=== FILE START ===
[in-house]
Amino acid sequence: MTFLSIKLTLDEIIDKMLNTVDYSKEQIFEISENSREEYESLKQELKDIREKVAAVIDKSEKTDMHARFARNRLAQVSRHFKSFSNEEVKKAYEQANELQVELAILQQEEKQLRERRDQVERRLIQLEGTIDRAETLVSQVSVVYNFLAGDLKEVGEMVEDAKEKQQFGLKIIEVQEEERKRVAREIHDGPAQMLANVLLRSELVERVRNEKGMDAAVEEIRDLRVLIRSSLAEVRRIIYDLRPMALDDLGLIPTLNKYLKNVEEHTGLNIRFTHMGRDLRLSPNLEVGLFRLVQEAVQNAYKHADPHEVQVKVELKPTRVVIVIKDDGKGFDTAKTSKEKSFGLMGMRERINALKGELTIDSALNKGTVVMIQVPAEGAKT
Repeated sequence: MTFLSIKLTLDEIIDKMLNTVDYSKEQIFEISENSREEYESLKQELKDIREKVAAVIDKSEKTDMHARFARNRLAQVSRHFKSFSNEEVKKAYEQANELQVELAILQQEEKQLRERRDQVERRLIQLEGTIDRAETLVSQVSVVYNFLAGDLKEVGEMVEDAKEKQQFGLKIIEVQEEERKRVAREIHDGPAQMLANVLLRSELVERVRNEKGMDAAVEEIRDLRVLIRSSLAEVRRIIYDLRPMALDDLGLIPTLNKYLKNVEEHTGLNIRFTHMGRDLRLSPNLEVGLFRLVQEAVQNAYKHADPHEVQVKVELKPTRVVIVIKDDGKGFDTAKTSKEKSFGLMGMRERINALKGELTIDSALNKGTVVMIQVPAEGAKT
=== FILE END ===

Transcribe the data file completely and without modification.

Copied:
[in-house]
Amino acid sequence: MTFLSIKLTLDEIIDKMLNTVDYSKEQIFEISENSREEYESLKQELKDIREKVAAVIDKSEKTDMHARFARNRLAQVSRHFKSFSNEEVKKAYEQANELQVELAILQQEEKQLRERRDQVERRLIQLEGTIDRAETLVSQVSVVYNFLAGDLKEVGEMVEDAKEKQQFGLKIIEVQEEERKRVAREIHDGPAQMLANVLLRSELVERVRNEKGMDAAVEEIRDLRVLIRSSLAEVRRIIYDLRPMALDDLGLIPTLNKYLKNVEEHTGLNIRFTHMGRDLRLSPNLEVGLFRLVQEAVQNAYKHADPHEVQVKVELKPTRVVIVIKDDGKGFDTAKTSKEKSFGLMGMRERINALKGELTIDSALNKGTVVMIQVPAEGAKT
Repeated sequence: MTFLSIKLTLDEIIDKMLNTVDYSKEQIFEISENSREEYESLKQELKDIREKVAAVIDKSEKTDMHARFARNRLAQVSRHFKSFSNEEVKKAYEQANELQVELAILQQEEKQLRERRDQVERRLIQLEGTIDRAETLVSQVSVVYNFLAGDLKEVGEMVEDAKEKQQFGLKIIEVQEEERKRVAREIHDGPAQMLANVLLRSELVERVRNEKGMDAAVEEIRDLRVLIRSSLAEVRRIIYDLRPMALDDLGLIPTLNKYLKNVEEHTGLNIRFTHMGRDLRLSPNLEVGLFRLVQEAVQNAYKHADPHEVQVKVELKPTRVVIVIKDDGKGFDTAKTSKEKSFGLMGMRERINALKGELTIDSALNKGTVVMIQVPAEGAKT